On Wednesday, June 27, 2012 12:50:20 am Andrey V. Elsukov wrote: > On 26.06.2012 21:37, John Baldwin wrote: > >> 4. The gptboot now searches the backup GPT header in the previous sectors, > >> when it finds the "GEOM::" signature in the last sector. PMBR code also > >> tries to do the same: > >> common/gpt.c > >> i386/pmbr/pmbr.s > > > > GPT really wants the backup header at the last LBA. I know you can set it, > > but I've interpreted that as a way to see if the primary header is correct > > or > > not. It seems to me that GPT tables created in this fashion (inside a GEOM > > provider) will not work properly with partition editors for other OS's. > > I'm > > hesitant to encourage the use of this as I do think putting GPT inside of a > > gmirror violates the GPT spec. > > The standard says: > "The following test must be performed to determine if a GPT is valid: > • Check the Signature > • Check the Header CRC > • Check that the MyLBA entry points to the LBA that contains the GUID > Partition Table > • Check the CRC of the GUID Partition Entry Array > If the GPT is the primary table, stored at LBA 1: > • Check the AlternateLBA to see if it is a valid GPT > If the primary GPT is corrupt, software must check the last LBA of the device > to see if it has a > valid GPT Header and point to a valid GPT Partition Entry Array."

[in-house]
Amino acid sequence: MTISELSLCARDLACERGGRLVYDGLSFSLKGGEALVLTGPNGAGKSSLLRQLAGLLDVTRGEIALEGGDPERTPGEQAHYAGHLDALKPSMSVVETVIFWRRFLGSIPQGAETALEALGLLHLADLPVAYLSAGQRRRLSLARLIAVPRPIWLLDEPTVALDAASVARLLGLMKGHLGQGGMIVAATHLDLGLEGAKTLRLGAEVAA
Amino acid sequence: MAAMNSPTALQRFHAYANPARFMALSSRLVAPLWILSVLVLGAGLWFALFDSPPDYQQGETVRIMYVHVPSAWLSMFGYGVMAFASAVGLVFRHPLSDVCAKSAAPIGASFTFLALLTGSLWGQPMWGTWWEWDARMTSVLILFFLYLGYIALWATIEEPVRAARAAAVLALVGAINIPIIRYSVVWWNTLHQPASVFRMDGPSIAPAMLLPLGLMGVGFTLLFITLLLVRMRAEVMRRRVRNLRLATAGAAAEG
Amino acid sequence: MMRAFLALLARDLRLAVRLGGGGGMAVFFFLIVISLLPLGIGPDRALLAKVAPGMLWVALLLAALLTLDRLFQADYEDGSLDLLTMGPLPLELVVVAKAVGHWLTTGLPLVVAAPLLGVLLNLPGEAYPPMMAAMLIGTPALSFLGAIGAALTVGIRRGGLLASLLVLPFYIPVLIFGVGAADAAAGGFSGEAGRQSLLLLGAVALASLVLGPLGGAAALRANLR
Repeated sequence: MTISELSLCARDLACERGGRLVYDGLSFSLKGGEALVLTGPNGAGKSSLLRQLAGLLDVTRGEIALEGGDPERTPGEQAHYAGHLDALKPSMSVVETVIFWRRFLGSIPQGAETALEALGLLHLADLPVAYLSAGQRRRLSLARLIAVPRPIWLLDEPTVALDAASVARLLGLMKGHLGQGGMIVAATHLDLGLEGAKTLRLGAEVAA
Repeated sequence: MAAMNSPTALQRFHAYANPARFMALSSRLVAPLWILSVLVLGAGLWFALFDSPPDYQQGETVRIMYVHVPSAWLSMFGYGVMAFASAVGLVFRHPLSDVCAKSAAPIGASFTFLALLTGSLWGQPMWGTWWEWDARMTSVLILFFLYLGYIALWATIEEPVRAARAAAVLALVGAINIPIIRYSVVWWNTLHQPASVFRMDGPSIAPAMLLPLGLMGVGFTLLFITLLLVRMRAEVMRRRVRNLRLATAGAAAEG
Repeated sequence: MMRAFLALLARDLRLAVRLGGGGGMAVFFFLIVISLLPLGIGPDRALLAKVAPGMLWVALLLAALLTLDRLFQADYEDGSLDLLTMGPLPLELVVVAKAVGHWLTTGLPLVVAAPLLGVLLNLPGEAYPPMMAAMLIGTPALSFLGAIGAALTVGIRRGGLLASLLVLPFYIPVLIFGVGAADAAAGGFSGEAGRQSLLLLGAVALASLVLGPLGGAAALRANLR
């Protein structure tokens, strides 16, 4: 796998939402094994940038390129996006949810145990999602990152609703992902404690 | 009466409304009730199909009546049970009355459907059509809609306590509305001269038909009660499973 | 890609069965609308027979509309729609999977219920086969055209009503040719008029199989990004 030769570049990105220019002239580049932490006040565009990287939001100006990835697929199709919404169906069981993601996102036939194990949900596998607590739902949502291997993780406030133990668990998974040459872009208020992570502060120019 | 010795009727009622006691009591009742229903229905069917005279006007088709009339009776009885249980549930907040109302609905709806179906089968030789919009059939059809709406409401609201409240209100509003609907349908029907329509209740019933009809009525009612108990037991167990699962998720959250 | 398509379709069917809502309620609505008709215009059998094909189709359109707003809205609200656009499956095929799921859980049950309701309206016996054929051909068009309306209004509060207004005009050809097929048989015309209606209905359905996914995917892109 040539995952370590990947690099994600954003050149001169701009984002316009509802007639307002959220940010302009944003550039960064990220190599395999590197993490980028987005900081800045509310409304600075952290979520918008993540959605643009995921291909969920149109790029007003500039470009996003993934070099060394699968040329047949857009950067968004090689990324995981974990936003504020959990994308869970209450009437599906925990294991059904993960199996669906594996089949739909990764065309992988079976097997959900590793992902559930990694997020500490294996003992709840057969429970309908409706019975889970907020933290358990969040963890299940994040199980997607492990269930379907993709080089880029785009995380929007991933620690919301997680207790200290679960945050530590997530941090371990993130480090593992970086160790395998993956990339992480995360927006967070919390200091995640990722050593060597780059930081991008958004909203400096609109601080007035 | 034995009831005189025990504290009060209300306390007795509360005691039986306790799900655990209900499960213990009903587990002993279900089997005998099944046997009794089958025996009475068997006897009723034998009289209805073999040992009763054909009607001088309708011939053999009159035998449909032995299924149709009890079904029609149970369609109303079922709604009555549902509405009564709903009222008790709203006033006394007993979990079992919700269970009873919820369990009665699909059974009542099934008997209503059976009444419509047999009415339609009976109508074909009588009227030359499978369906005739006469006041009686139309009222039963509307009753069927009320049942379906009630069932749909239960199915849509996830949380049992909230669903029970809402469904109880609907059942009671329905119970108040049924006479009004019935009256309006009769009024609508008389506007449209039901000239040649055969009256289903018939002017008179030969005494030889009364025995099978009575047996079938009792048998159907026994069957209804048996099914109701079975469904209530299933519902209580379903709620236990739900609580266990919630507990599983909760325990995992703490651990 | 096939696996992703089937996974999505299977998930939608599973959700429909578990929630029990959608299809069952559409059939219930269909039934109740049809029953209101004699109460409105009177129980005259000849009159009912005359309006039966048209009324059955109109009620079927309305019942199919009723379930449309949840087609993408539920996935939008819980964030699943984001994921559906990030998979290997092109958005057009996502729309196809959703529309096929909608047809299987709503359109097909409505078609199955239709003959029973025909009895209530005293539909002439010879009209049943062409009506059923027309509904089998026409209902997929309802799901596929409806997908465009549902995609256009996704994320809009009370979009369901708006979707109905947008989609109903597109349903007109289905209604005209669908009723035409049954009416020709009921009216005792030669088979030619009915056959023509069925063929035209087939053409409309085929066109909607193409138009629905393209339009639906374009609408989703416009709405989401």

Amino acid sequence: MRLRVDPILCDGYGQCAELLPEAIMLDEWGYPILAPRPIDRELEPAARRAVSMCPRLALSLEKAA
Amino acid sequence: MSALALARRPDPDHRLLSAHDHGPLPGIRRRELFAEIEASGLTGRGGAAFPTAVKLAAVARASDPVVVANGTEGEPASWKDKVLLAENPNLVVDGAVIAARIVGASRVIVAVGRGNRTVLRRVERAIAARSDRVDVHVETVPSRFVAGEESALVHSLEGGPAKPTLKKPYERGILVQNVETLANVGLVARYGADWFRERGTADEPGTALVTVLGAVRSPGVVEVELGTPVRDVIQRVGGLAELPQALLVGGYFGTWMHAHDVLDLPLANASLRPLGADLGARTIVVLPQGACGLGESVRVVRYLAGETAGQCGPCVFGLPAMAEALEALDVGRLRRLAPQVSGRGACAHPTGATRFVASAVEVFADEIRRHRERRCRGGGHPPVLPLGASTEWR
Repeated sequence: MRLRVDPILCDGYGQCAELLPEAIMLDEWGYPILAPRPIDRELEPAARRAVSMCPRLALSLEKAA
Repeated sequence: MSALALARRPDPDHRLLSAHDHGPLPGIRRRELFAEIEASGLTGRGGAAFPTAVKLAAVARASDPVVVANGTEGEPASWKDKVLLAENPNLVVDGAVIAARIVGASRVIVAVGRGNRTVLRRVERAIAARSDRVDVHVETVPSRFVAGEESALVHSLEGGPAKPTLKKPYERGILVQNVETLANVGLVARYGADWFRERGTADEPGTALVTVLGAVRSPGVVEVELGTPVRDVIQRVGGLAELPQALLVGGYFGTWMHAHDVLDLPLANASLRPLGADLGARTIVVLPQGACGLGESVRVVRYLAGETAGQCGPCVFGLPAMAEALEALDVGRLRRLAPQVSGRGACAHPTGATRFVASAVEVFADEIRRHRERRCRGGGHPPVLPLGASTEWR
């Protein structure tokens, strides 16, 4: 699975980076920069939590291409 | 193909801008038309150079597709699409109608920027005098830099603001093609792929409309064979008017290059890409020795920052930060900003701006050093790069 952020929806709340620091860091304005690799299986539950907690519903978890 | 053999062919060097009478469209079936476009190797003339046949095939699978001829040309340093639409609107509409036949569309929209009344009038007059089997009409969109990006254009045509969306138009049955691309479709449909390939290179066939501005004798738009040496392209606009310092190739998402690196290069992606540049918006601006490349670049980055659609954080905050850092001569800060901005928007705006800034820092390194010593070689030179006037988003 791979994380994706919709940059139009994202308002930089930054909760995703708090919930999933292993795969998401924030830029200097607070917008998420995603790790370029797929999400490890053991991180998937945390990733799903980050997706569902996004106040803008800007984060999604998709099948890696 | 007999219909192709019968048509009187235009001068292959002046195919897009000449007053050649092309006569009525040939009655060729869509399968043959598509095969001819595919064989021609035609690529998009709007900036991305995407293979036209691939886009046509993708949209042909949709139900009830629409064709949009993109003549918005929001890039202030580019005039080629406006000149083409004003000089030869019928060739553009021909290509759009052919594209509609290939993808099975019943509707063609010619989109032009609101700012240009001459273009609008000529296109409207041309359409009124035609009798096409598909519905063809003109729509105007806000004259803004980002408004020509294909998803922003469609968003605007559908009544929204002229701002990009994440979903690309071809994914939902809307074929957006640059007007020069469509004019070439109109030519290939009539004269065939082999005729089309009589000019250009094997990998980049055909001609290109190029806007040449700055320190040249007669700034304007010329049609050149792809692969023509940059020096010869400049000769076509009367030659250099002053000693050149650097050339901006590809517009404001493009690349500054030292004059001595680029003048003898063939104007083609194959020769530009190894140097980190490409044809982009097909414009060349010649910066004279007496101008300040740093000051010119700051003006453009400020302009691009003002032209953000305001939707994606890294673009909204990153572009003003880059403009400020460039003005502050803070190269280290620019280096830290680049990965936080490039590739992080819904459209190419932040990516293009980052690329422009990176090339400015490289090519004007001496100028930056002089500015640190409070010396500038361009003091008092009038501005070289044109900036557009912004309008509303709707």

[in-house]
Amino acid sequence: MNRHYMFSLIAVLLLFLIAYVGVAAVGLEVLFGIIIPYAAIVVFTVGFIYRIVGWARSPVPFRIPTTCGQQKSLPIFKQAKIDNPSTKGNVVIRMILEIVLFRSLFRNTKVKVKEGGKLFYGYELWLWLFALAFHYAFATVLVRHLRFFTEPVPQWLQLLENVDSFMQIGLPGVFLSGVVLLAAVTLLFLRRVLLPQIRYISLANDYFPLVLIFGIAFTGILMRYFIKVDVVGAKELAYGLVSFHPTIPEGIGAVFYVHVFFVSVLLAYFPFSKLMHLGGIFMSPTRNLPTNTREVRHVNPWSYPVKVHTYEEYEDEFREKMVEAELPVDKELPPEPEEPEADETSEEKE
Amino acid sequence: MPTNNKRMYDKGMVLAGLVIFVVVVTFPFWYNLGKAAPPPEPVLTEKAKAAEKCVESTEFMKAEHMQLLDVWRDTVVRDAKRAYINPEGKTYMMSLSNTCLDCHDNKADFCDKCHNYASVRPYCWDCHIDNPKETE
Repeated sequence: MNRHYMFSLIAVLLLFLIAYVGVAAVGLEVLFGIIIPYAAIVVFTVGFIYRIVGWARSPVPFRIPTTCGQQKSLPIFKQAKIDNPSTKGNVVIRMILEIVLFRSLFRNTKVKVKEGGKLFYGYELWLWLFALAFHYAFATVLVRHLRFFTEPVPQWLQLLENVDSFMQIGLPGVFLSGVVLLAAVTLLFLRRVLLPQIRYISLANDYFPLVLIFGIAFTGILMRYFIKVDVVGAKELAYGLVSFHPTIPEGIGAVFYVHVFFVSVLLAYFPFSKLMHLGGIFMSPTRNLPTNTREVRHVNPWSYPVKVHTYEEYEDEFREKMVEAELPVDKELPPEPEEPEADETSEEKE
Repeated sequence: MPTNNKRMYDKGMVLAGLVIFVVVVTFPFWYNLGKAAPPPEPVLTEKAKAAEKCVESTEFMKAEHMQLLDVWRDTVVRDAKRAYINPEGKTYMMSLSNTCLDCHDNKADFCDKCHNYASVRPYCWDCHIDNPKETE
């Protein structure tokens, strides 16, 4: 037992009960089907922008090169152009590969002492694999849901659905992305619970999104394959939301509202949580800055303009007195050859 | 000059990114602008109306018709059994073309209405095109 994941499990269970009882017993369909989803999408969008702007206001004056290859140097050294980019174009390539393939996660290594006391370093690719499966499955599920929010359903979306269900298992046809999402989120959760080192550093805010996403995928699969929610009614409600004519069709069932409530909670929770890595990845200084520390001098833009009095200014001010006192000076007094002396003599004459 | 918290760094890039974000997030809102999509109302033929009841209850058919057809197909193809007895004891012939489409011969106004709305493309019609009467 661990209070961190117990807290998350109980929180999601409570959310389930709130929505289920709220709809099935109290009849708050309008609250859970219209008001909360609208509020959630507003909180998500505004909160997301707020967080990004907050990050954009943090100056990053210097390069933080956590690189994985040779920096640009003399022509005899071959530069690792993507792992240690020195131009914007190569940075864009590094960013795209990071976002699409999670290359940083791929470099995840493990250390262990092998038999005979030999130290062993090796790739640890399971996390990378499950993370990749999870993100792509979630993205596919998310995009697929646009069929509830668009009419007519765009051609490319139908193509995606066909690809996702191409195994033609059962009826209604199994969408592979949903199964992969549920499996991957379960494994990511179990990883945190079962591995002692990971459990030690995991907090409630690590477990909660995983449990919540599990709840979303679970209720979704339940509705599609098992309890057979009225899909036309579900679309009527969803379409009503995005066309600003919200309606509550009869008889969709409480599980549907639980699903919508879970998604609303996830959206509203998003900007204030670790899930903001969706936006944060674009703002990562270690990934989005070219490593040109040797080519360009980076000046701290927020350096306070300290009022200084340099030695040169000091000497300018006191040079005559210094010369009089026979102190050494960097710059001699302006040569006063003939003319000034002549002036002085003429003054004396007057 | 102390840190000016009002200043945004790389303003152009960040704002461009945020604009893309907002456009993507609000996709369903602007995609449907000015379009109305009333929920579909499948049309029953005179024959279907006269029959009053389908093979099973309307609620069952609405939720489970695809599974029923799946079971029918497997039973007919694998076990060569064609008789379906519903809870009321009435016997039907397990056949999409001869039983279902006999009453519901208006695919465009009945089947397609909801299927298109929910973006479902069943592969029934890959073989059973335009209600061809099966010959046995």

Right, we break the last rule. If you want to use a partition editor that doesn't grok gmirror (because you are using another OS's editor), to repair a GPT, it will do the wrong thing. > If a user wants modify GPT in the disk editor from the another OS, > he can do it, and it should work. The result depends only from the partition > editor, > it might overwrite the last sector and might don't. I would not assume it would work at all. If it can't trust the primary GPT, it has to assume the alternate is at the last LBA. > >> 5. Also the pmbr image now contains one fake partition record. > >> When several first sectors are damaged the kernel can't detect GPT > >> (see RECOVERING section in the gpart(8)). We can restore PMBR with dd(1) > >> command, but the old pmbr image has an empty partition table and > >> loader doesn't able to boot from GPT, when there is no partition record > >> in the PMBR. Now it will be able. When pmbr is installed via 'gpart > > bootcode' > >> command, the kernel correctly modifies this partition record. So, this is > > only > >> for the first rescue step. > > > > As I said earlier, I do not think this is appropriate and that instead > > gpart should have an appropriate 'recover' command to install just the pmbr > > on > > a disk and also create a correct entry in the MBR if needed while doing so. > > gpart(8) is only one of several geom(8)' tools to manage objects of a GEOM > class. > It only sends control requests to the kernel. If GPT is not detected, > there is no geom objects to manage. And we can't write bootcode with gpart(8). > I think that adding such functions to the gpart(8) is not good. Maybe, > the boot0cfg is the better tool for that. Also we still haven't any tool to > install zfsboot. We can't write bootcode with gpart? What do you think the 'bootcode' command does? Also, there is no reason we can't have a 'recover' command that attempts to recover a corrupted table including repairing the PMBR. gpart(8) already generates a full PMBR when you use 'gpart create' to create a GPT even though there isn't a GPT object yet. -- John Baldwin _______________________________________________ firstname.lastname@example.org mailing list http://lists.freebsd.org/mailman/listinfo/freebsd-current To unsubscribe, send any mail to "freebsd-current-unsubscr...@freebsd.org"